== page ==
Often when we think about the catalyst for consumer debt, we are quick to critique the debtor's way of life. But all too often, as a recent Kaiser Family Foundation analysis found, financial difficulty has very little if anything to do with irresponsibility or self-indulgence as it does medical debt.
The foundation found roughly 25 percent of adults in the U.S. have difficulty keeping up with their medical bills. Included in this figure are not solely those who have no insurance. As a matter of fact, medical debt is the top source of personal bankruptcy filings in the U.S. Approximately 40 percent of Americans in 2014 accumulated some amount of debt as a result of a medical issue, the foundation reported.
While bankruptcy isn't generally the first choice for resolving debt and many people balk at the thought, the truth of the matter is there are many benefits to bankruptcy.
First and foremost, those who take advantage of bankruptcy in South Carolina are afforded a fresh start. In particular with a Chapter 7 bankruptcy, eligible debtors are forgiven (i.e., discharged from) most of their unsecured debts. A secured debt would be one in which a creditor would be entitled to collect on by seizure or sale of certain assets (i.e., a vehicle, a house, etc.) when payments are missed. Except for those two, the majority of American consumer debts are unsecured.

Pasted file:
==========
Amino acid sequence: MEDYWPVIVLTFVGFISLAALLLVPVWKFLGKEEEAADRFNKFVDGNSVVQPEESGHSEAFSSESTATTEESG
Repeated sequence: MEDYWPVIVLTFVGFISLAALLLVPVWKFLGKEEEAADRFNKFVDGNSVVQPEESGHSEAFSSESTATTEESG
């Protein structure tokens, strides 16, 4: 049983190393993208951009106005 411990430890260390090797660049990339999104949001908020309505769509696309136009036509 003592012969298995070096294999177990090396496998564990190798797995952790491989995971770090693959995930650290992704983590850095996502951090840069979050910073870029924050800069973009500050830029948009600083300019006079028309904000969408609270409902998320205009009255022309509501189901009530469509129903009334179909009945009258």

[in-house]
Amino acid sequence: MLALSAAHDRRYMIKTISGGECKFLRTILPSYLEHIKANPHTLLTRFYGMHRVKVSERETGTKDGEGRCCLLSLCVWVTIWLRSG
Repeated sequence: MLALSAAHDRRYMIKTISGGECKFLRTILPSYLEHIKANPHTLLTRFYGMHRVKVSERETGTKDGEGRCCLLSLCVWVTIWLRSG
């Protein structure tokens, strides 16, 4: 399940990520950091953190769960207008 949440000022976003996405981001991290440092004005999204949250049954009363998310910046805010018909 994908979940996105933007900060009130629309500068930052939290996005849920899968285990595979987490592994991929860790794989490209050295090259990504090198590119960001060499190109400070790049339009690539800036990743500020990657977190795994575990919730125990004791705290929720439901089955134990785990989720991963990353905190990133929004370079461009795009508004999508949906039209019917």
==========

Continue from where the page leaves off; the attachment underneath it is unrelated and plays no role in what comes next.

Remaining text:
Some bankruptcy benefits to consider if you're weighing it as an option:
- Filing for bankruptcy will result in immediate relief from those harassing phone calls, letters, cancellations and lawsuits from creditors. This is known as an automatic stay. Any creditor who continues to collect the debt can be cited for contempt of court and may be ordered to pay damages.
- Most state-level exemptions will allow you to keep most of your possessions.
- The sooner you declare bankruptcy, the sooner you can begin rebuilding your credit.
While it is true that bankruptcy filings remain on your credit for seven to 10 years, many debtors can start the process of vastly improving their credit once the bankruptcy process is complete. There's a good chance it will not plague you for a full decade. Because Chapter 7 bankruptcy relieves you of the responsibility of having to continue paying on impossible debt, you can begin saving and rebuilding the right kind of credit.
That's often exactly what those struggling with medical debt need.
The New York Times reported that in 2016, 1 in 5 Americans under the age of 65 who had health insurance had some difficulty paying their medical bills over the course of the previous year. Of those, almost 65 percent said they had used all or most of their life savings in order to pay down their health care debt. Another 40 percent took another job to cover their costs.
Having health insurance doesn't necessarily insulate a person from falling victim to insurmountable medical debt. Having a savings can help cushion the blow and may save you from needing to file. One survey by GoBankingRates revealed 7 in 10 Americans have less than $1,000 in savings and a third had no money saved at all. It's often difficult to work up to the recommended six-months'-worth of living expenses financial experts recommend in case of illness or serious injury.
Bankruptcy does offer one way out of what can otherwise seem like an impossible situation.